Cryptocurrency in the Philippines is a fast-growing industry. Initially, only IT experts were familiar with the technology when it was first introduced in 2018. Today, it has gained traction and popularity even with “ordinary” citizens with its anticipated advantages and income opportunities.

With the increasing interest and activities on cryptocurrencies, the Bureau of Internal Revenue (BIR) and the Department of Finance (DOF) are aiming their sight towards taxing crypto players. Though this development made the crypto community frown, it is imperative that we discuss the nature of cryptocurrencies and how they are taxed in the country.

Hopefully, this discussion will help ease your concerns and worries about this new tax law.


Basis of Income Taxation

Section 23 of the National Internal Revenue Code (NIRC) states that any income of an individual or corporation obtained within and outside the Philippines is taxable.

Therefore, the BIR may impose taxes, either an income, percentage, or business tax, depending on the type of cryptocurrency transactions.

However, there has not been a steadfast regulation in classifying cryptocurrency transactions that would create taxes. Let us wait and see because knowing the government’s taxing power, we should expect more taxation in the future as this is becoming a lucrative business.


Revenue Streams from Crypto-based Transactions

There are three most common income streams from cryptocurrency transactions in the Philippines.

1. Cryptocurrency Trading

Similar to stock trading, crypto trading is the process of buying and selling cryptocurrencies. Traders should speculate price movements to gain profit – you can buy if you think the value will rise or sell if you feel prices will fall.

2. Cryptocurrency Mining

Crypto mining is a system by which new blocks are added to the blockchain after transactions are checked for sufficient funding and authority to transfer funds.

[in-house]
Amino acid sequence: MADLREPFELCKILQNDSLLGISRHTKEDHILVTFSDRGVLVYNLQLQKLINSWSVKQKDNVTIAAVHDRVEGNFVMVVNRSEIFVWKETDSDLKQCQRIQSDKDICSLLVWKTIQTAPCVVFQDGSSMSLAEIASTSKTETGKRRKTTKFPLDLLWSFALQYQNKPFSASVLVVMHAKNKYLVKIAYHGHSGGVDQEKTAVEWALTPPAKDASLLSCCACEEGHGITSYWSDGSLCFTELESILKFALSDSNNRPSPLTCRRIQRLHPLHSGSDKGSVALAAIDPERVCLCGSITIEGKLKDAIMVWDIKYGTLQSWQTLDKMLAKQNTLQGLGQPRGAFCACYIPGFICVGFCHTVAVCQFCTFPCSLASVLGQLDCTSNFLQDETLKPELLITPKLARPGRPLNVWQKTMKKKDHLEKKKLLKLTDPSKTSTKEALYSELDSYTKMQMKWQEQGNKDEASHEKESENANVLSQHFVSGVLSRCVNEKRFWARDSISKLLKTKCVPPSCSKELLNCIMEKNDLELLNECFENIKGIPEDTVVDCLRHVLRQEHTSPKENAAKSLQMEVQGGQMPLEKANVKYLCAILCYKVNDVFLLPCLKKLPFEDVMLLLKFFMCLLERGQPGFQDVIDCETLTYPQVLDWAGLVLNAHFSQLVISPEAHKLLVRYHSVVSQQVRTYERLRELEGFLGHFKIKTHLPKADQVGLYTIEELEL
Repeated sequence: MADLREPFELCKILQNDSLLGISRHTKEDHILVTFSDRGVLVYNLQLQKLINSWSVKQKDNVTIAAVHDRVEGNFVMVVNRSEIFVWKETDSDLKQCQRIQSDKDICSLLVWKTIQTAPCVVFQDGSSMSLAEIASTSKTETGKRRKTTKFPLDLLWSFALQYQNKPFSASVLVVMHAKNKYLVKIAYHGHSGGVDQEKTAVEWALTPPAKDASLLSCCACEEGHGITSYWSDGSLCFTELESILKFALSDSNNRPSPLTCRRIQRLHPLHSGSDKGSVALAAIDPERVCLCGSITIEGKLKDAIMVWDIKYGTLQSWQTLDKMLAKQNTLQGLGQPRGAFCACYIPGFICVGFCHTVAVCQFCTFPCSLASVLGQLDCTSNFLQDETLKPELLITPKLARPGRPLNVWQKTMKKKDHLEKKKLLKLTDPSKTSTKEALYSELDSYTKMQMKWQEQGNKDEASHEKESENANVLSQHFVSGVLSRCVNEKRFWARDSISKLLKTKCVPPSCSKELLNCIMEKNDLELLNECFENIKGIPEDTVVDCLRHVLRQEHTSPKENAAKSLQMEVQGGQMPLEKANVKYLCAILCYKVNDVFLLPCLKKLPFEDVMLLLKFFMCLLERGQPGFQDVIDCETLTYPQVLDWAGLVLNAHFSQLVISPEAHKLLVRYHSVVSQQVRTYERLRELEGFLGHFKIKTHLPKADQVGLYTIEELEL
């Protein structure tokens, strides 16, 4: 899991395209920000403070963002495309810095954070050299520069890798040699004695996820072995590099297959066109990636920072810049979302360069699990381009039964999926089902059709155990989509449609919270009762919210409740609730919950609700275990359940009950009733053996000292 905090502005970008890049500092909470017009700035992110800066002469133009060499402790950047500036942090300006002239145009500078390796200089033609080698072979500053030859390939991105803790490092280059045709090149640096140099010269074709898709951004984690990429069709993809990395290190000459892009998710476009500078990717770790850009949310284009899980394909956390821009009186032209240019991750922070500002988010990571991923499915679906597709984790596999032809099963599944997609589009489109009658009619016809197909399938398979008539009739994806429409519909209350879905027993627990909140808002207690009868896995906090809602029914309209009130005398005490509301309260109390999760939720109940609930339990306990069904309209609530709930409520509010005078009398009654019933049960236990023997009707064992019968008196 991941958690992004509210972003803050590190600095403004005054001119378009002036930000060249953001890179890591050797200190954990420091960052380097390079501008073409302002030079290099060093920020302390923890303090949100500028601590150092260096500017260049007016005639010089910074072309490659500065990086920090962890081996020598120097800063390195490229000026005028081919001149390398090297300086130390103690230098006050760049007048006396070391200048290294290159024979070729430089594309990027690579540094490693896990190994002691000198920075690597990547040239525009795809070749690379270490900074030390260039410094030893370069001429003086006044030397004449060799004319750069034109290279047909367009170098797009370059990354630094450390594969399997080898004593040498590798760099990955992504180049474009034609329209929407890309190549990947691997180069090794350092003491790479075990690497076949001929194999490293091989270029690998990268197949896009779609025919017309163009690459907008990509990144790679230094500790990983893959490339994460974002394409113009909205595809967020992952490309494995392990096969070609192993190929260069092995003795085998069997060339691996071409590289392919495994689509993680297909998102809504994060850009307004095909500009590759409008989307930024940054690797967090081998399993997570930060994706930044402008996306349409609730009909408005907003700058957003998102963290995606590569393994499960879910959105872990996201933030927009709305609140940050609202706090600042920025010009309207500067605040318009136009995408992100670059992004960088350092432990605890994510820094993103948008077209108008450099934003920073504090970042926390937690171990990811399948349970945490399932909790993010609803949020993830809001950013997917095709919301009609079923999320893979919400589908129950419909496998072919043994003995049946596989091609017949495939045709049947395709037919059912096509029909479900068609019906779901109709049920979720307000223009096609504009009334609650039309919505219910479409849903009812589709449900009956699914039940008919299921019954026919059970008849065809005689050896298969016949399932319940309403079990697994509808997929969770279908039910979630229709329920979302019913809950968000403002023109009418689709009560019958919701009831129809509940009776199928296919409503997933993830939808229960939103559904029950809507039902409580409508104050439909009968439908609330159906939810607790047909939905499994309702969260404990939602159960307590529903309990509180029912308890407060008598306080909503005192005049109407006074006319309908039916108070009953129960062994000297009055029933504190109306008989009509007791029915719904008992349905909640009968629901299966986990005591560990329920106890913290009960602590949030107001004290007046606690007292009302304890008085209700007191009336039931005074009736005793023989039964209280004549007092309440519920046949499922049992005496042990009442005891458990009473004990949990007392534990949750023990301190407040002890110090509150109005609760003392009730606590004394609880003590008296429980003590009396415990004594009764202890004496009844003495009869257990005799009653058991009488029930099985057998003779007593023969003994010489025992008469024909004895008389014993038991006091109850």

3. Play-to-earn (P2E)

 Play-to-earn blockchain games like Axie Infinity or Cryptoblades entirely generated greater interest recently because they offer a rich gaming experience and many income opportunities.

How does this work?  Players pay tokens to play the game. At the end of the game, they are rewarded with tokens, such as NFTs (Non-Fungible Tokens), which they can sell or trade.


Cryptocurrency Taxation

Income from crypto transactions is taxable only if it is converted into actual money.

By income, we mean your gross revenue or sales minus all the expenses related to your crypto deals. So, once your payment becomes measurable and recognizable, you should file your tax returns and pay your taxes accordingly.

Cryptocurrency traders and players will have to pay Income Tax for now. But the BIR may enact tax laws as they see fit and for as long as the government will finally determine the treatment of this digital coin.


Other taxes

The government may collect the following taxes from crypto players in the future.

1. Capital Gain Tax

 A Capital Gain Tax may be imposed if crypto coins are classified as property or, more specifically, as securities.

2.  Value-Added Tax (VAT) 

There is VAT if there is an exchange of goods and services and the business’ gross earnings exceed three million pesos.

So, if you are a crypto exchange or engage in trading and selling digital coins and have the criteria mentioned above, you should be ready for this additional burden sometime soon.

3. Percentage Tax

If you are classified as a non-VAT taxpayer, you should pay the government the Percentage Tax.

The BIR will collect other taxes from crypto players. Until there are no guidelines on crypto taxation, we should enjoy a tax holiday.


Do you have other related tax questions? Talk to an expert and book a consultation with us.

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About Divina Joy Ayungo-Martinez, CPA

Divina Joy Ayungo-Martinez, has 10 years of accumulated working experience with a vigorous background in general accounting, financial statements and management reports preparation. In 2014, she started her service-based business to help various small businesses here in the Philippines with their business registration, accounting, and tax compliance needs. Throughout her journey, she dealt with clients in a variety of industries including startups, small and medium-sized enterprises, manufacturing, and trading by providing tailored business solutions for their company needs. Divina wakes up each morning to serve businesses with their non-core business processes to help them stick to the things they are really passionate at.